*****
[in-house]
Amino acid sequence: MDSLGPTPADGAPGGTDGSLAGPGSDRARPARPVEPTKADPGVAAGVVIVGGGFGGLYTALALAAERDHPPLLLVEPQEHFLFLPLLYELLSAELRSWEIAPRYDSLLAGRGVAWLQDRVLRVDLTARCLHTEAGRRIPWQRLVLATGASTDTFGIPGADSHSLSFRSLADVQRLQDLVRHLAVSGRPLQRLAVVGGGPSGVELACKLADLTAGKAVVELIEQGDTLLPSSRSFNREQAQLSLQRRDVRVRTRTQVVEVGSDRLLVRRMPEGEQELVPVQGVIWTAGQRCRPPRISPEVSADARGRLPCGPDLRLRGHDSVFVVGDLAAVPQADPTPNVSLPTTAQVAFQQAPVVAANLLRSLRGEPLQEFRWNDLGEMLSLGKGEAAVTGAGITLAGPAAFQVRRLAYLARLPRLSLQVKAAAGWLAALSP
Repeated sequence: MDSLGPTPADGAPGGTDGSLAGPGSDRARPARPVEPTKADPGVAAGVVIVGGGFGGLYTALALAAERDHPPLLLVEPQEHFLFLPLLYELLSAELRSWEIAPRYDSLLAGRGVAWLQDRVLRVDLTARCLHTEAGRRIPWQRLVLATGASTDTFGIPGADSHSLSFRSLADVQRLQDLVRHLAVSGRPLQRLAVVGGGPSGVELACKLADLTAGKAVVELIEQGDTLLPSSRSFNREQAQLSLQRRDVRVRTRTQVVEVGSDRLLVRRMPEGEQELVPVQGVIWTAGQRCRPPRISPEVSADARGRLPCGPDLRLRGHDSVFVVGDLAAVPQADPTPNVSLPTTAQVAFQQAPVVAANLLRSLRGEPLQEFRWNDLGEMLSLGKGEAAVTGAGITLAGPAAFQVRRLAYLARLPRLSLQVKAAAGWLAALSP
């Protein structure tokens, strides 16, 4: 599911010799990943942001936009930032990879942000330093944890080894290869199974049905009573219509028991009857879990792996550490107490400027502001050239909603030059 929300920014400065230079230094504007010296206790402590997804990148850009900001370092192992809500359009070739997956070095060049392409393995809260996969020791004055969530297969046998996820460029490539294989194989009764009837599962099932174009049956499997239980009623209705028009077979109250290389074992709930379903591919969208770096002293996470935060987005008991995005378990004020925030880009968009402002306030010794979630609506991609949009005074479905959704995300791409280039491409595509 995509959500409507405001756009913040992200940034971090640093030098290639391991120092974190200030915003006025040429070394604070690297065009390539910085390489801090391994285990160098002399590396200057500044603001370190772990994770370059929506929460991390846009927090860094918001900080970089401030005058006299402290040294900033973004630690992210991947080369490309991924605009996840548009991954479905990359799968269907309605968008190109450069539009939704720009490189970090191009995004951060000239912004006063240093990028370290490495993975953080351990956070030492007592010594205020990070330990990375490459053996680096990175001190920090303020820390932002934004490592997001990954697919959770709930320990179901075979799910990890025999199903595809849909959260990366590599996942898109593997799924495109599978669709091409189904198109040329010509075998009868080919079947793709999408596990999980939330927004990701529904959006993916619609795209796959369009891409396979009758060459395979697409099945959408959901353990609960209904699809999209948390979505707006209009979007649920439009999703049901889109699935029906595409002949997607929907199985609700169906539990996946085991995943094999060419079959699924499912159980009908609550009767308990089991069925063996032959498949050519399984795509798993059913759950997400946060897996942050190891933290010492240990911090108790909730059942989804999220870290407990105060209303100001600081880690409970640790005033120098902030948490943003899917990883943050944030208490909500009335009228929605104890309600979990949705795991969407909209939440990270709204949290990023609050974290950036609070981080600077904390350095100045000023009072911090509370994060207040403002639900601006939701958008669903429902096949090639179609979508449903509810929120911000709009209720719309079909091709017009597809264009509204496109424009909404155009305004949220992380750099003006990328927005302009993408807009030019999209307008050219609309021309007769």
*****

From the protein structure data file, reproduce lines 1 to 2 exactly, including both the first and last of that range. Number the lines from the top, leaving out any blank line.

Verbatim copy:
[in-house]
Amino acid sequence: MDSLGPTPADGAPGGTDGSLAGPGSDRARPARPVEPTKADPGVAAGVVIVGGGFGGLYTALALAAERDHPPLLLVEPQEHFLFLPLLYELLSAELRSWEIAPRYDSLLAGRGVAWLQDRVLRVDLTARCLHTEAGRRIPWQRLVLATGASTDTFGIPGADSHSLSFRSLADVQRLQDLVRHLAVSGRPLQRLAVVGGGPSGVELACKLADLTAGKAVVELIEQGDTLLPSSRSFNREQAQLSLQRRDVRVRTRTQVVEVGSDRLLVRRMPEGEQELVPVQGVIWTAGQRCRPPRISPEVSADARGRLPCGPDLRLRGHDSVFVVGDLAAVPQADPTPNVSLPTTAQVAFQQAPVVAANLLRSLRGEPLQEFRWNDLGEMLSLGKGEAAVTGAGITLAGPAAFQVRRLAYLARLPRLSLQVKAAAGWLAALSP